[10]  Properties of J<undef>rc (20oC, t ). Figure 4 shows that distinctions are also observed in AF demagnetization curves of Jrc( H, 20oC) (created in multiphase-oxidized (at 500o C) titanomagnetite samples with different initial compositions cooled to room temperature in the absence of a field). Thus, in the case of low-Ti samples, the destruction of a viscous component during H -demagnetization is followed by demagnetization of the negative low-temperature component Jrc (20o C), bringing about a rise in JrcH) observed in Figure 4a (curves 1-4). The further H -demagnetization of the sample leads to the destruction of magnetically more rigid positive component and, as a result, to a drop in CRM. On the other hand, an increase in the time of oxidation of the given titanomagnetites leads to a gradual disappearance of ferrimagnetic regions with Tc< 500o C in a grain. Accordingly, the amplitude of Jrc( H, 20oC) gradually decreases, and only a decrease in Jrc( H, 20oC) (curve 5 in Figure 4a) is observed at t> 11 h; therefore, this decrease can be related to the fact that the state with Tb> 500oC is attained in all grain regions.

[11]  In the case of high-Ti samples, with a predominant contribution to Jrc (20oC) of the softer reversely magnetized low-temperature component, AF demagnetization of the latter gradually decreases its value, up to the transition into the region of negative values (Figure 4b).

[12]  We should note that median fields (  Hm ) of AF destruction of Jrc (20oC) in both examples considered above will reflect the rigidity of its different components. Thus, in the first case (low-Ti samples), the value Hm reflects the magnetic rigidity of the Jrc (20o C) component magnetized along the field H0, whereas in the second case (high-Ti samples) the corresponding component is directed in the opposite direction. Results of Hm measurements presented in the Table 1 show that the rigidity of the along-field component is two to three times higher than the rigidity of the reversely magnetized component of CRM. For comparison, the table also presents the values of median fields of AF destruction of pTRMs acquired in the field H0 during cooling of multiphase-oxidized samples (of course, with the use of duplicates) from 500o C to 20oC, i.e. in the temperature interval in which the reversely magnetized component Jrc (20oC) forms. As expected, the resulting values of Hm for pTRM and the low-temperature CRM component are commensurate.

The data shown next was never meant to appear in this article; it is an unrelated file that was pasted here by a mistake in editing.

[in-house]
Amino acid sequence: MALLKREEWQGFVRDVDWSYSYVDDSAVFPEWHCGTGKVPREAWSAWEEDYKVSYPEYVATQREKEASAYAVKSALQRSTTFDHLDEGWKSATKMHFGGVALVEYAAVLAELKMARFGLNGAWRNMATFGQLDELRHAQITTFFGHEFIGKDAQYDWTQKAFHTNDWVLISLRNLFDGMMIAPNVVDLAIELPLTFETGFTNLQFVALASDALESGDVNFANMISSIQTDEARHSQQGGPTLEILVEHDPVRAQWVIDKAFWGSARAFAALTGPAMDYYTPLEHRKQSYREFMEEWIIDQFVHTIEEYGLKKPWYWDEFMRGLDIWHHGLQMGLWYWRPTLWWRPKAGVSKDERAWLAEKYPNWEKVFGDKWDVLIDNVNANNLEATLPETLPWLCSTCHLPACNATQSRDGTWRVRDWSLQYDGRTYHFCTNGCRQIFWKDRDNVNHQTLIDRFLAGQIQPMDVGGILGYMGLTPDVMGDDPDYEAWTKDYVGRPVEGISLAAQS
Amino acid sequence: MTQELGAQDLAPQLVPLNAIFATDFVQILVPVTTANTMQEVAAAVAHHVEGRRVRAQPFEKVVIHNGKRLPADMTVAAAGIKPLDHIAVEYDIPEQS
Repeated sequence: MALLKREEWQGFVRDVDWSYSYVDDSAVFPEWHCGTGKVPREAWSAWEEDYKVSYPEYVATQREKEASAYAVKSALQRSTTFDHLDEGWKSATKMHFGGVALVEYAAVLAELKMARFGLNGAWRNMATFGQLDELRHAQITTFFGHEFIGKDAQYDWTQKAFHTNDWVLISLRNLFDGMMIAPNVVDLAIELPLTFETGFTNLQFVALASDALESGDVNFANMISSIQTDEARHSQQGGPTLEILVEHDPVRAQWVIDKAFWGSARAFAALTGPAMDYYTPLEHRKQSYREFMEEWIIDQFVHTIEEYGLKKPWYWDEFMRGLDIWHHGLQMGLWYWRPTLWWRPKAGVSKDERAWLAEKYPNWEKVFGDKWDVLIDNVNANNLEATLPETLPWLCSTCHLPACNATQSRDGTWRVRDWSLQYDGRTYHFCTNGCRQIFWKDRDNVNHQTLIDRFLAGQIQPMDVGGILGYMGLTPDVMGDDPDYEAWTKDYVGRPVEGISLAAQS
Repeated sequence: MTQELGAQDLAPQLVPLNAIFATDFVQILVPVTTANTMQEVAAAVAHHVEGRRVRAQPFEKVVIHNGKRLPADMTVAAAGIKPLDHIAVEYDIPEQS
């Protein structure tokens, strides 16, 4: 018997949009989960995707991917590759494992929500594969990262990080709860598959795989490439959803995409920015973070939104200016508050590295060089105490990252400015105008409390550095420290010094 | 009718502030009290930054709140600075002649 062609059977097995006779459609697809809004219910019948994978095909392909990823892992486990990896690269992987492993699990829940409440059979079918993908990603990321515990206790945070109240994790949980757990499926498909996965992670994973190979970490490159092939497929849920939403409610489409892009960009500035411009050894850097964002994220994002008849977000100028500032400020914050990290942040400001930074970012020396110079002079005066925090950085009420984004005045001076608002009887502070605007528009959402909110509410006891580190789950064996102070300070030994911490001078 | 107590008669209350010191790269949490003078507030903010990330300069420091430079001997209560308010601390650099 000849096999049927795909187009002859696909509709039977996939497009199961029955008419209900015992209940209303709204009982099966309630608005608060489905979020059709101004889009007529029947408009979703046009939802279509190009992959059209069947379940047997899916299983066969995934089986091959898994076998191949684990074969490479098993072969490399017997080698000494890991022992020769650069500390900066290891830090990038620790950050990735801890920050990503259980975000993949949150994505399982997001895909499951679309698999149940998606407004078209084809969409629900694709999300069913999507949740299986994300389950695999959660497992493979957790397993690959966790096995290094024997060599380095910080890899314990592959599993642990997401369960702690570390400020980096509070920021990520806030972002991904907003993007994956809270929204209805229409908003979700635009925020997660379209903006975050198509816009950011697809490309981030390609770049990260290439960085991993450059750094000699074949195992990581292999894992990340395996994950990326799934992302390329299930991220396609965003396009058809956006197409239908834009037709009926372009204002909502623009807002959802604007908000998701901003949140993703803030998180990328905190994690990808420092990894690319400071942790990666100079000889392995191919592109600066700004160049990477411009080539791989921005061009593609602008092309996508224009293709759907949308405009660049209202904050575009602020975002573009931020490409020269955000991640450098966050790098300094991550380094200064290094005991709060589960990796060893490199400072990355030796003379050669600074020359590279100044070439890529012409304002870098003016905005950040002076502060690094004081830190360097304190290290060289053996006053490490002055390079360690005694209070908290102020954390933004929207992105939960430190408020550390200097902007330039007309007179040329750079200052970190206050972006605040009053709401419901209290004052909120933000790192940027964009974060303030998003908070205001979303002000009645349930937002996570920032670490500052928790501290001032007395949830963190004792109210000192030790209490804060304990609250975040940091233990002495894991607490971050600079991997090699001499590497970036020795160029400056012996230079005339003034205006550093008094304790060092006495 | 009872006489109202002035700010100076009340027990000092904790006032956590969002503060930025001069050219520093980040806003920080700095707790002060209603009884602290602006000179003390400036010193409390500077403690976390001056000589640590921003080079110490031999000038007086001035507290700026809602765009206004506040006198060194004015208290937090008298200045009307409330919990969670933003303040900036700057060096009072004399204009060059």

[13]  Further experiments were intended to asses the role of CRM in the self-reversal of the resulting magnetization Jrc+rpt. For this purpose, samples of multiphase-oxidized titanomagnetites that acquired Jrc (500oC, H0 ) during annealing were cooled to room temperature in the magnetic field H0. Results are presented in Figure 2 (curves 2). It is well seen that the superposition of the partial remanence Jrc (500o C, 20oC; H0 ) on Jrc (500o C) make the heating curve Jrc+rpt(T, H = 0) anomalous as well, but negative values of the total magnetization are not observed.

Figure 5
[14]  Figure 5 presents transformations of the curves Jrc+rpt(T) for multiphase-oxidized (at 500o C during 168 h in a field of 0.1 mT) titanomagnetite samples (initially with x = 0.6) under different conditions of their subsequent cooling also in a field of 0.1 mT. The anomalous behavior of Jrc+rpt(T) is clearly seen to become more pronounced with a decrease in the cooling rate. It is natural to suppose that this is associated with an increase in the contribution of the magnetically soft viscous component of the resulting magnetization.

Figure 6
[15]  To gain constraints on the relative contributions of magnetically rigid and soft components to the remanence Jrc+rpt(T0), we constructed the dependences Jrc+rpt( H, T0) shown in Figure 6. The curves Jrc+rptH) are seen to be multicomponent curves. With a decrease in the cooling rate of samples, the fraction of the magnetically soft component of Jrc+rpt reflecting an increasing contribution just of its viscous component increases. However, the measured integral value Hm is always evidence for the contribution of magnetically rigid regions in a grain.